Self-described as “Hymns and Evensongs for lost and lonely souls” Death & the Reverend have a blending of styles which makes them a challenge to classify. In a world saturated by similarity of music, Death & the Reverend provides fresh imagery of dry, dusty desert air. I began my review with the video for the ending track on the upcoming album, “Lull”. Vocally, I hear a polyphonic combo of Johnny Cash, Nick Cave and Sully Erna. Musically it sounds like the end of a movie, the point at which the western anti-heroes celebrate a victorious heist.
My favorite song on the album, which is being released June 16th, is “Two Commandments.” It’s got a sexy, sleazy rock-and-roll-dive-bar-vibe. It’s about two women that run a saloon with two rules, as mentioned in the song. “There’s only two commandments here, Be sure to mind them well: Pay Tattooed Kate at the end of the night and don’t you fuck with Isabel.” It sounds like the sort of strip-club limerick a dirty space port mechanic would sing as the xenomorph-alien creeps in for the kill.
Another stand out track for me was “Horrid Enough” containing the lyrics: “You’re probably human, you’re horrid enough,” which made me laugh out loud. “Red” is a droning, melancholic piece. “Chaos Girl” is almost punk sounding; dissident and grinding. I’ve been in a relationship with a lady that likes firearms, so I drew a lot of enjoyment from “AK-47” a song talking about a woman’s preference in rifles and possibly going on a shooting rampage, if I’m correctly understanding implication on the news story towards the end of the song.
“Little Black Hearts” is a mellow gothic rock ballad and “Wolves” builds to a distorted, beautiful mess of howling vocals and guitars. “Swing Me Low” is probably my least favorite song on this release and it’s still enjoyable in a depressing “watching-the-world-fall-apart” kind of way. I couldn’t get over the title of “Anthem for Jiggles.” Not only does the song depart musically from the rest of the album, the name just feels like a victory song plastic surgeon’s would play at the end of a hard day.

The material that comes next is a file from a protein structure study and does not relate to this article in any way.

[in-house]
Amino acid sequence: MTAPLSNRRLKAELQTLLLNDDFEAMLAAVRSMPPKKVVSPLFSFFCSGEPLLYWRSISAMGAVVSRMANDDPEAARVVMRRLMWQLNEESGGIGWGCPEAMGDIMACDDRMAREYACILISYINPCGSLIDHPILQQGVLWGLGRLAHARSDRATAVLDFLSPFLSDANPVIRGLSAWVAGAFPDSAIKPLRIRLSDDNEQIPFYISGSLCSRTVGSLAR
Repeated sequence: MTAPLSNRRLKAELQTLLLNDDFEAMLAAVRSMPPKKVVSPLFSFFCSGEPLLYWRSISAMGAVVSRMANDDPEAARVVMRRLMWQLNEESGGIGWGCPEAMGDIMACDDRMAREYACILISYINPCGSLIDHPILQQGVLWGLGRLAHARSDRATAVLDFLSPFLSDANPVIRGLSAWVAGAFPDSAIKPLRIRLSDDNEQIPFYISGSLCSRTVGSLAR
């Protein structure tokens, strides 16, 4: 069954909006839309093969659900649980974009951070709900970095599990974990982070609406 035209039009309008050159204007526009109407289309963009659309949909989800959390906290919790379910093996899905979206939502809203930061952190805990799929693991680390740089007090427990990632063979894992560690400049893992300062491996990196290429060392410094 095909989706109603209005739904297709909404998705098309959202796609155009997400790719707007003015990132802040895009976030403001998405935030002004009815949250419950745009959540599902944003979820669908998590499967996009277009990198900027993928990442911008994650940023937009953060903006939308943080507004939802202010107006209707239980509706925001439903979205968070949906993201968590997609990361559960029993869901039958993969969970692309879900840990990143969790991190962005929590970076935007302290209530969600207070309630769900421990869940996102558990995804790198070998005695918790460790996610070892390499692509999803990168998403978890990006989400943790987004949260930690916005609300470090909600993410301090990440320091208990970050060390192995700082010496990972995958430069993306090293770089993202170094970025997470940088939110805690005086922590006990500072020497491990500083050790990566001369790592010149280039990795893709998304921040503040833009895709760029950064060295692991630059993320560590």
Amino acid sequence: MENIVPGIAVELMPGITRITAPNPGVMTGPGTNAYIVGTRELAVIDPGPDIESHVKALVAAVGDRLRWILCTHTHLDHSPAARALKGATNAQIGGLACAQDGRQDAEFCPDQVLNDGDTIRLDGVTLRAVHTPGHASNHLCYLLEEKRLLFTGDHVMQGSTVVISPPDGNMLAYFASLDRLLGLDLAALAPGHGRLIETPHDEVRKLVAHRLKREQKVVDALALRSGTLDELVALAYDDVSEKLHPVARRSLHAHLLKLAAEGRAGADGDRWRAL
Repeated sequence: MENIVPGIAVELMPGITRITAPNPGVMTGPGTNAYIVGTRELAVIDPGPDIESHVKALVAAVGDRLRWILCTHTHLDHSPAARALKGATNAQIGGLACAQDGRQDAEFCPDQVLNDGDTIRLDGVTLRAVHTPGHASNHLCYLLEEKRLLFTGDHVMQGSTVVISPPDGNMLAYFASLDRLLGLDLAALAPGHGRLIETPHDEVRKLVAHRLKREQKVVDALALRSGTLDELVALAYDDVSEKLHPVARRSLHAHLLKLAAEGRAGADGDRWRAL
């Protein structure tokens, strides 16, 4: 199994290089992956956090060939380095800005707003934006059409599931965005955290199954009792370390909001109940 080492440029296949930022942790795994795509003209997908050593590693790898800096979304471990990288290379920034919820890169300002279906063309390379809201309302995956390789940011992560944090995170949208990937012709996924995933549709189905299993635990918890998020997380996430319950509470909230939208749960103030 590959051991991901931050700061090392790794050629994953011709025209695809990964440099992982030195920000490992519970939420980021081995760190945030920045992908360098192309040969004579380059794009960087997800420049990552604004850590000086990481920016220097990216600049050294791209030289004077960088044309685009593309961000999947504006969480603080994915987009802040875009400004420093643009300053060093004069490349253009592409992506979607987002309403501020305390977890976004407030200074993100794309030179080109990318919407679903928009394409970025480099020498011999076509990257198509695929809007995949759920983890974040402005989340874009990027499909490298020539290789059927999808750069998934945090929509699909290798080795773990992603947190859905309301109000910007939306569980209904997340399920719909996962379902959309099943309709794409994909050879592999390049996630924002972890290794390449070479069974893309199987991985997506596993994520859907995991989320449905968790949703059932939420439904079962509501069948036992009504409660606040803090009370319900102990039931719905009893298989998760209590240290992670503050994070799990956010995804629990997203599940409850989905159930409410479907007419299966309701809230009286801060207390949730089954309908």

“Lords and Ladies” quickly returns the sound of the album to it’s goth-country vibe and draws the album nicely to a close by leading into “Lull” which is kind of a sad sounding song to tie off the album but I’m sure they had their reasons for that arrangement.
All in all Death & the Reverend’s self-titled record is pretty darn solid. At no point, did I want to tear my ears off or do anything permanently destructive to my person or the surrounding environment. In some places the music wasn’t my speed but it wasn’t at all poor in quality or lacking in creativity. It sounded to me like a blending of Johnny Cash, Peter Murphy and Nick Cave. While listening to Death & the Reverend I conjured up the image in my head of being in a weird, noir speakeasy with Marilyn Manson, Rob Zombie, Billy the Kid and Andrew Lincoln (in character as Rick Grimes from Walking Dead, of course) playing a game of Texas Hold ‘Em being dealt by the ghost of Peter Steele.
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